Just like Old Times, Caps Get Penguins

Article excerpt

What was the Washington Capitals' reward for their best regular season in 14 years and the NHL's top record over the past 100 days? It's another playoff matchup with the Pittsburgh Penguins, their tormentor of so many springs past.

The Caps and Penguins met five times in six postseasons from 1991 to 1996 with Pittsburgh winning four of those series. What's more, Washington blew 3-1 leads in 1992 and 1996, losing both Game 7s at home and falling in a four-overtime classic in Game 5 at home in 1996.

"I just kind of laughed about it when I realized it was Pittsburgh again," said left wing Steve Konowalchuk, one of eight Caps to have faced the Penguins in the playoffs. "It's one of those `it figures' kind of things. But I'm not going to lose any sleep because of what happened in the past."

Neither are Konowalchuk's fellow Caps-Penguins alumni.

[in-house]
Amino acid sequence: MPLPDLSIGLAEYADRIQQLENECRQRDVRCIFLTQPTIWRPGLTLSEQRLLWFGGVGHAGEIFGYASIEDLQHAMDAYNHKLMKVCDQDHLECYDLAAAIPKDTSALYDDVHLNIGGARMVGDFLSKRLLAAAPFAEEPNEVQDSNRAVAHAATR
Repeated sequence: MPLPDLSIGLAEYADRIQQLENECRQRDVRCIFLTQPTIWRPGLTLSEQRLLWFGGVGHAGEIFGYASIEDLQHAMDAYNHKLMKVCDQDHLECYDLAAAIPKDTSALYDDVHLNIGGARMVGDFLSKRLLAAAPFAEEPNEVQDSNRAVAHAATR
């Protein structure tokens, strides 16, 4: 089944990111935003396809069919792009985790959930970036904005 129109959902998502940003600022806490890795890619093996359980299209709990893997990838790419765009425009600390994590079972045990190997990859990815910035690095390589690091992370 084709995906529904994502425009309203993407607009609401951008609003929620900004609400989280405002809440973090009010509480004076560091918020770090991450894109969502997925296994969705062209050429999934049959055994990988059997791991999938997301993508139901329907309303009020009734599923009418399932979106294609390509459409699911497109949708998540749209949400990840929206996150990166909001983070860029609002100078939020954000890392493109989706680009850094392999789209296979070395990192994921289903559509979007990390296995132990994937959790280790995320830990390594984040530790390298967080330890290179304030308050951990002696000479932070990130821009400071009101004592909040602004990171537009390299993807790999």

"It's not like we're fearing them," Caps defenseman Ken Klee said. "We have to just keep playing our game, win our games at home and take care of business."

However, the Caps haven't done that against the Penguins this season. Pittsburgh won three of the four meetings, joining Northeast Division champion Toronto as the only Eastern Conference teams to take the season series from Southeast Division winner Washington. In the teams' only matchup since Feb. 1, Pittsburgh won 4-3 in overtime on March 30 at MCI Center. The Penguins, despite the absence of NHL scoring leader Jaromir Jagr, scored three power-play goals against the Caps' highly rated penalty killing unit.

"They're a little more offensive-minded than we are," said defenseman Calle Johansson, who joins ailing right wing Peter Bondra as the only remaining Caps from the 1991 and 1992 teams that lost to the eventual Stanley Cup champion Penguins. …